You’d have to be living under one of the billions of rocks in the Great Wall of China to be unaware of the friction between the massive Asian nation and the United States. With talk of tariffs and trade wars dominating the headlines daily, it can be challenging to remain dispassionate about U.S.-China tensions, particularly when considering the potential impact on livelihoods, investments and the cost of goods. Fortunately, there are experts like Doug Allen who can offer an objective—and calming—context for the current situation.
“I think we’re going through a rough patch right now, but I’m optimistic that both countries will realize the stakes and the level of interdependence between each other,” said the associate professor of management, an expert in international business and human resources, particularly in China and developing countries.
Allen has a longstanding and multi-faceted relationship with China, having visited the country 63 times since 1992. Whether traveling with his family, consulting with businesses, working as a visiting professor at Beijing’s Renmin University or leading Daniels graduate students on international trips, Allen has witnessed the country’s development firsthand over the past quarter century.
“It’s the second largest economy in the world. By some measures it’s already the largest economy in the world if you consider purchasing power parity,” he said. “They know how to scale very fast—that’s something they have demonstrated time and time again. China also does infrastructure really well.”
One Belt One Road
China’s drive to develop is on spectacular display with its immense One Belt One Road Initiative, unveiled by President Xi Jinping in 2013. The plan, which Allen describes as a “revitalization of the Silk Road trading route” of ancient times, focuses on connectivity and cooperation between China and approximately 65 Eurasian countries situated along the land-based Silk Road Economic Belt and the Maritime Silk Road. Allen recently presented on the initiative at World Trade Day, an event sponsored by Denver’s World Trade Center.
“It has extensive implications beyond China in terms of facilitating trade among these many countries and opening up trade opportunities with the rest of the world,” Allen said. “I think it’s fair to say that if the vision is achieved, the scale will be unprecedented in the history of the world as an infrastructural development project.”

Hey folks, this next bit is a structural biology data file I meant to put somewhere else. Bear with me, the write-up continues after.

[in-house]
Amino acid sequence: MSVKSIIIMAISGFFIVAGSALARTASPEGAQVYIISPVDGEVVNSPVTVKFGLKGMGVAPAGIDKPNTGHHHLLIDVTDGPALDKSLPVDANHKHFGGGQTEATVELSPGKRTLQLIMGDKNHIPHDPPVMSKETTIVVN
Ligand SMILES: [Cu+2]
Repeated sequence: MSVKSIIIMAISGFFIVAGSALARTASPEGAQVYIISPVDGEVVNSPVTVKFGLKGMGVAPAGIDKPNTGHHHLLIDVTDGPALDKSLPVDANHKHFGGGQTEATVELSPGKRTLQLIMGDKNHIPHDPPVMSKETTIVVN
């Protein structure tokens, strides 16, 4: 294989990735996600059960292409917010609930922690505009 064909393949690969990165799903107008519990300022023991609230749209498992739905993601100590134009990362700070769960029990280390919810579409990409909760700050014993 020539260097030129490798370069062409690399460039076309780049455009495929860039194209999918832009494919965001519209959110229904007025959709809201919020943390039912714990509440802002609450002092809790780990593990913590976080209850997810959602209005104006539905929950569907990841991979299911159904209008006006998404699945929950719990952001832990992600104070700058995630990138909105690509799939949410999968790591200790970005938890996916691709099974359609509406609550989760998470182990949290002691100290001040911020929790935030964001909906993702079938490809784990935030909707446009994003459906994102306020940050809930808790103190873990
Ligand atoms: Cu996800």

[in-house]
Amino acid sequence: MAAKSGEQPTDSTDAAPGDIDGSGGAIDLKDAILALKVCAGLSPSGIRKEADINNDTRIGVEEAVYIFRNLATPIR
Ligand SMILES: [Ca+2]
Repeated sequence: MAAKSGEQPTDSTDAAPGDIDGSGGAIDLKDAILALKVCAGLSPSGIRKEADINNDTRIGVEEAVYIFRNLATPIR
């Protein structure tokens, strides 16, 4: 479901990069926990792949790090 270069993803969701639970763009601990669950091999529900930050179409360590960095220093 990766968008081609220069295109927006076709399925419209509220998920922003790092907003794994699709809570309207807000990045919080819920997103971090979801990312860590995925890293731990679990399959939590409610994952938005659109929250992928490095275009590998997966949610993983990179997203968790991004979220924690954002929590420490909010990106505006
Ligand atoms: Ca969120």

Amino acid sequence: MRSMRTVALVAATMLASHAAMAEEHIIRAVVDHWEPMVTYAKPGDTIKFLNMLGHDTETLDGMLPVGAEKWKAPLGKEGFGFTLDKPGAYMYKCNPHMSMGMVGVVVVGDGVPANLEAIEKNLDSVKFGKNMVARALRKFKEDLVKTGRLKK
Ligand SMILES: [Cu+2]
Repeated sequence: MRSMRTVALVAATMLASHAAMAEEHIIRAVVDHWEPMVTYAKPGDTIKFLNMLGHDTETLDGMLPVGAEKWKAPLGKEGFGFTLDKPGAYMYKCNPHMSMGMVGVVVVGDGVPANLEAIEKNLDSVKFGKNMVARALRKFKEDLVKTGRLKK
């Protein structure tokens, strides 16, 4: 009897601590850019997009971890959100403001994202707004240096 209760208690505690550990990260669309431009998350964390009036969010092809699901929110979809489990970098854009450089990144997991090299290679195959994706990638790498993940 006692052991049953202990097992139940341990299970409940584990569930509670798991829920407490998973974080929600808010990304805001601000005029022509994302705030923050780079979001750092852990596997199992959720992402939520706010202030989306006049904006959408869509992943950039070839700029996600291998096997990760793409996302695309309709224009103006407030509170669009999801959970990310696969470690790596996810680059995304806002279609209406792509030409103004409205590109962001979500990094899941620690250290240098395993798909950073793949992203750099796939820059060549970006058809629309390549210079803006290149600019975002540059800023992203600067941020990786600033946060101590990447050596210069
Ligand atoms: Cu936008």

The projections for the One Belt One Road are, indeed, of epic proportions:
- An investment over several decades of $5-$8 trillion
- 65 percent of the world’s population, 40 percent of the world’s GDP and 75 percent of known energy supplies in “roadside countries”
- 19 satellites to support the initiative’s GPS needs
- The project’s scale may exceed the equivalent of 20 Marshall Plans
“Of course, this isn’t their first rodeo,” said Allen, referring to China’s Great Wall as evidence of the nation’s ability to successfully tackle leviathan-sized projects.
As he discusses the One Belt One Road Initiative—and China in general—Allen’s excitement is palpable, as is his enthusiasm for other countries and cultures. His global appreciation was shaped at an early age: Allen and his family traveled to Mexico and other countries for his mother’s anthropological research, while his father’s work as a professor and dean of education also involved international travel. Allen also credits the Bahá’í Faith with shaping his worldview.
“My grandparents moved to Swaziland (now eSwatini) around the time I was born to help develop Bahá’í communities there. I first visited them when I was 8 years-old, and chose to return to stay with them and study in a high school there,” said Allen, who went on to complete his undergraduate education at the University of Zimbabwe. “The premise of the Bahá’í Faith is that the earth is one country and mankind its citizens. That perspective guides my outlook on the world and fuels my optimism for the future.”
As a citizen of the world, Allen has explored a great deal of it: He’s traveled to roughly 60 countries in various capacities, including as director of Daniels’ International MBA program, a position he held for 10 years. Over the course of his time at the College, Allen has lead or accompanied students on 36 trips to 21 countries. He considers such global exposure a critical component of the experience offered by Daniels to its students.
“My exposure to Swaziland, Mexico, China and other countries tilted my own focus toward the developing countries, and that’s where the growth in the global economy will be in the foreseeable future,” he said. “I think that anybody coming out of a business school today needs to have a sense of how their activity, wherever it’s based, is going to be influenced by these countries as well as other parts of the world.”